Risk-Sensitive Online Learning

Authors: Eyal Even-Dar, Michael Kearns, and Jennifer Wortman

Source: Algorithmic Learning Theory, 17th International Conference, ALT 2006, Barcelona, October 2006, Proceedings, (José L. Balcázar, Phil Long and Frank Stephan, Eds.), Lecture Notes in Artificial Intelligence 4264, pp. 199 - 213, Springer 2006.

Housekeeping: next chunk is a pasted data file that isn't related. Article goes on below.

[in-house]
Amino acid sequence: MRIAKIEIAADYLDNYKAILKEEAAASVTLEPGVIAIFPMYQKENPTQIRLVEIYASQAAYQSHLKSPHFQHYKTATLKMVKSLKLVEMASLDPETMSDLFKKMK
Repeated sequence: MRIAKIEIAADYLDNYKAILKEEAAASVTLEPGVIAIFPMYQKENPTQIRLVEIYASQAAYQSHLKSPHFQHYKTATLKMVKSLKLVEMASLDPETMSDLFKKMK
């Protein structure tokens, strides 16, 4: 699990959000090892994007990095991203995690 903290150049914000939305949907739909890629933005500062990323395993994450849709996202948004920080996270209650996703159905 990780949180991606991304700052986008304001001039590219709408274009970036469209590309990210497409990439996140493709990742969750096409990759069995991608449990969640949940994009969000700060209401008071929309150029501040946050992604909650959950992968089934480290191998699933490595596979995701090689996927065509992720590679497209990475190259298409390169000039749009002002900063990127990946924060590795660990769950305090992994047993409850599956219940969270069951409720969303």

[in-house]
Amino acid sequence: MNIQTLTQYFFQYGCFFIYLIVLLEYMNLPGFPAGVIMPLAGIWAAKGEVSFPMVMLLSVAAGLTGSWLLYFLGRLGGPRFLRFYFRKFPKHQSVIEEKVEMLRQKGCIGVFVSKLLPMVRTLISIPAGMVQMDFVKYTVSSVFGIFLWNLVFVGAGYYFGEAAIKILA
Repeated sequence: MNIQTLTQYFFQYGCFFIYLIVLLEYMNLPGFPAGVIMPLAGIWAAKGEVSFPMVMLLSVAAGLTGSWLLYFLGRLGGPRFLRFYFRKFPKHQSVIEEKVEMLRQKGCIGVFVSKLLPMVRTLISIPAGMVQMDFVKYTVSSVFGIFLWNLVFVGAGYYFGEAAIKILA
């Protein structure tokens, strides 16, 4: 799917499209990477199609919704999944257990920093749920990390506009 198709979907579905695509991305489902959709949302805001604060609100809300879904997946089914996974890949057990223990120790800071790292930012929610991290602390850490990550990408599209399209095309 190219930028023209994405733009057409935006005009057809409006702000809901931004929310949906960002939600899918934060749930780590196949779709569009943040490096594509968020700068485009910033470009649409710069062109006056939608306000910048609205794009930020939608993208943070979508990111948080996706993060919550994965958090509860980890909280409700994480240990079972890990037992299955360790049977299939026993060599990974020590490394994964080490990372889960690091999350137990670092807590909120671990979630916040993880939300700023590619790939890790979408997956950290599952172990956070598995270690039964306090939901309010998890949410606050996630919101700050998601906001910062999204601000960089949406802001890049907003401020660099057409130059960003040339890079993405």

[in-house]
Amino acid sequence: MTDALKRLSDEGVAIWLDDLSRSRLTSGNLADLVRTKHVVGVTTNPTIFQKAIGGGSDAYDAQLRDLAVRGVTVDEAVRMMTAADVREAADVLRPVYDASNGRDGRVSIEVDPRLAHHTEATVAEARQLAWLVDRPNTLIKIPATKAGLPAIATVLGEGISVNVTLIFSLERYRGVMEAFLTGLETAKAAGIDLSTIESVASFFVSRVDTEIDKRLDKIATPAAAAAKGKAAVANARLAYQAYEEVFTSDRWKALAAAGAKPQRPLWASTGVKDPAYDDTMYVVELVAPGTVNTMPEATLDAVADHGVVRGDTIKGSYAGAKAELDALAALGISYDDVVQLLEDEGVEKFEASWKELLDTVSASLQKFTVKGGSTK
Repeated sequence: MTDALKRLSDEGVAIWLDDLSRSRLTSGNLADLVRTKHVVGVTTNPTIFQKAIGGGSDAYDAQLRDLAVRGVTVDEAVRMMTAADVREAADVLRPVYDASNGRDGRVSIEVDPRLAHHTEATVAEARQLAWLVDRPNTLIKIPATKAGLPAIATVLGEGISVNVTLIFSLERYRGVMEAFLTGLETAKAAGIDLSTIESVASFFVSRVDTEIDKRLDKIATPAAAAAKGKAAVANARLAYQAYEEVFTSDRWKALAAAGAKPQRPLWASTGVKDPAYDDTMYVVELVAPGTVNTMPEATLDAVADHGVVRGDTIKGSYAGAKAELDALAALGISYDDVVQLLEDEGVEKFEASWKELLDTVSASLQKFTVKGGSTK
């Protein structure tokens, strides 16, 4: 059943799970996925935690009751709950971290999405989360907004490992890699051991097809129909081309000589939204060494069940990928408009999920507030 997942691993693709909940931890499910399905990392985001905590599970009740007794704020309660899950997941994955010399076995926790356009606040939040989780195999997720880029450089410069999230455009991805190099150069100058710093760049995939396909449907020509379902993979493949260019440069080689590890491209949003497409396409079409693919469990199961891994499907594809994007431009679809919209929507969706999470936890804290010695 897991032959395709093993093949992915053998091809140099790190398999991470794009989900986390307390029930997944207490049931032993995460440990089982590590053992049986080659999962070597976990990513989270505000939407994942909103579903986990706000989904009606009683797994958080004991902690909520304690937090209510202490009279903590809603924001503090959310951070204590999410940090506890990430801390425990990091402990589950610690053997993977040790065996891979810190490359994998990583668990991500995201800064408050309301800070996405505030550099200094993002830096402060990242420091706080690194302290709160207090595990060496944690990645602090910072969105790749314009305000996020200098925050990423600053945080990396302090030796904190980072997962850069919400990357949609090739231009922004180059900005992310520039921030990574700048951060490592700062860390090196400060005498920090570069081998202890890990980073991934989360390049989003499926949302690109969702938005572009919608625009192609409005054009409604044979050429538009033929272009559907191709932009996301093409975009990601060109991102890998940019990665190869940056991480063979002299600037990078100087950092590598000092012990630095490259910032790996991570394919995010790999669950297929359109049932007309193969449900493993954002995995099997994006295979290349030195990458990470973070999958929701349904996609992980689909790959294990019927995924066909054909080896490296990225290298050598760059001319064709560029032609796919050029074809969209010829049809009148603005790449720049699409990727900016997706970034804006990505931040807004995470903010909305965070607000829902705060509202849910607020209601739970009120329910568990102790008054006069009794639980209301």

Abstract. We consider the problem of online learning in settings in which we want to compete not simply with the rewards of the best expert or stock, but with the best trade-off between rewards and risk. Motivated by finance applications, we consider two common measures balancing returns and risk: the Sharpe ratio [9] and the mean-variance criterion of Markowitz [8]. We first provide negative results establishing the impossibility of no-regret algorithms under these measures, thus providing a stark contrast with the returns-only setting. We then show that the recent algorithm of Cesa-Bianchi et al. [5] achieves nontrivial performance under a modified bicriteria risk-return measure, and give a modified best expert algorithm that achieves no regret for a “localized” version of the mean-variance criterion. We perform experimental comparisons of traditional online algorithms and the new risk-sensitive algorithms on a recent six-year S&P 500 data set and find that the modified best expert algorithm outperforms the traditional with respect to Sharpe ratio, MV, and accumulated wealth. To our knowledge this paper initiates the investigation of explicit risk considerations in the standard models of worst-case online learning.

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